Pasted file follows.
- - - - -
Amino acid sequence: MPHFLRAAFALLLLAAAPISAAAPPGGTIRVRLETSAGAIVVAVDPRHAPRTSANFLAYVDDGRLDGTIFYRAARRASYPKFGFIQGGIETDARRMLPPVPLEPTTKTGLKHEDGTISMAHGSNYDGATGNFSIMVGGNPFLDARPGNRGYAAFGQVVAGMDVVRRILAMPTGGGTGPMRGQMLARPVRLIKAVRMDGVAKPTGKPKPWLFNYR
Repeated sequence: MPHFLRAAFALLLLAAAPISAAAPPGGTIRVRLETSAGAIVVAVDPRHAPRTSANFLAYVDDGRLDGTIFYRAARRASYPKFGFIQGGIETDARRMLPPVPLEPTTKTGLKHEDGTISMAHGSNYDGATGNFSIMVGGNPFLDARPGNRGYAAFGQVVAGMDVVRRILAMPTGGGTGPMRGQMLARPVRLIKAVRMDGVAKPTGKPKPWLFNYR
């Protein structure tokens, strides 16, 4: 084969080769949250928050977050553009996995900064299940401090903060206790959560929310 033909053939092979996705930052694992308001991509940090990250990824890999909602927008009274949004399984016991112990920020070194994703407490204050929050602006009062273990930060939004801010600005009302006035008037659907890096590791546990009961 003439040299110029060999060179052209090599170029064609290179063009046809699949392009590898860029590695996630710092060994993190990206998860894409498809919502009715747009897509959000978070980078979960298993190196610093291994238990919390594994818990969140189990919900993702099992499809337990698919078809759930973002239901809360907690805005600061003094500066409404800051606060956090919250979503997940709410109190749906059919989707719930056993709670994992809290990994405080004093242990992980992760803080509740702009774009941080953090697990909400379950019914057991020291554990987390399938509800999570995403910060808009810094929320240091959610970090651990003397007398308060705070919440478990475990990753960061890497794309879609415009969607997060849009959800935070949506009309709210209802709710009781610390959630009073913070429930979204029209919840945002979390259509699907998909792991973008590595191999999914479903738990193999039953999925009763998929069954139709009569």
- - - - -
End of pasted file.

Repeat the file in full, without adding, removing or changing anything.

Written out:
Amino acid sequence: MPHFLRAAFALLLLAAAPISAAAPPGGTIRVRLETSAGAIVVAVDPRHAPRTSANFLAYVDDGRLDGTIFYRAARRASYPKFGFIQGGIETDARRMLPPVPLEPTTKTGLKHEDGTISMAHGSNYDGATGNFSIMVGGNPFLDARPGNRGYAAFGQVVAGMDVVRRILAMPTGGGTGPMRGQMLARPVRLIKAVRMDGVAKPTGKPKPWLFNYR
Repeated sequence: MPHFLRAAFALLLLAAAPISAAAPPGGTIRVRLETSAGAIVVAVDPRHAPRTSANFLAYVDDGRLDGTIFYRAARRASYPKFGFIQGGIETDARRMLPPVPLEPTTKTGLKHEDGTISMAHGSNYDGATGNFSIMVGGNPFLDARPGNRGYAAFGQVVAGMDVVRRILAMPTGGGTGPMRGQMLARPVRLIKAVRMDGVAKPTGKPKPWLFNYR
């Protein structure tokens, strides 16, 4: 084969080769949250928050977050553009996995900064299940401090903060206790959560929310 033909053939092979996705930052694992308001991509940090990250990824890999909602927008009274949004399984016991112990920020070194994703407490204050929050602006009062273990930060939004801010600005009302006035008037659907890096590791546990009961 003439040299110029060999060179052209090599170029064609290179063009046809699949392009590898860029590695996630710092060994993190990206998860894409498809919502009715747009897509959000978070980078979960298993190196610093291994238990919390594994818990969140189990919900993702099992499809337990698919078809759930973002239901809360907690805005600061003094500066409404800051606060956090919250979503997940709410109190749906059919989707719930056993709670994992809290990994405080004093242990992980992760803080509740702009774009941080953090697990909400379950019914057991020291554990987390399938509800999570995403910060808009810094929320240091959610970090651990003397007398308060705070919440478990475990990753960061890497794309879609415009969607997060849009959800935070949506009309709210209802709710009781610390959630009073913070429930979204029209919840945002979390259509699907998909792991973008590595191999999914479903738990193999039953999925009763998929069954139709009569």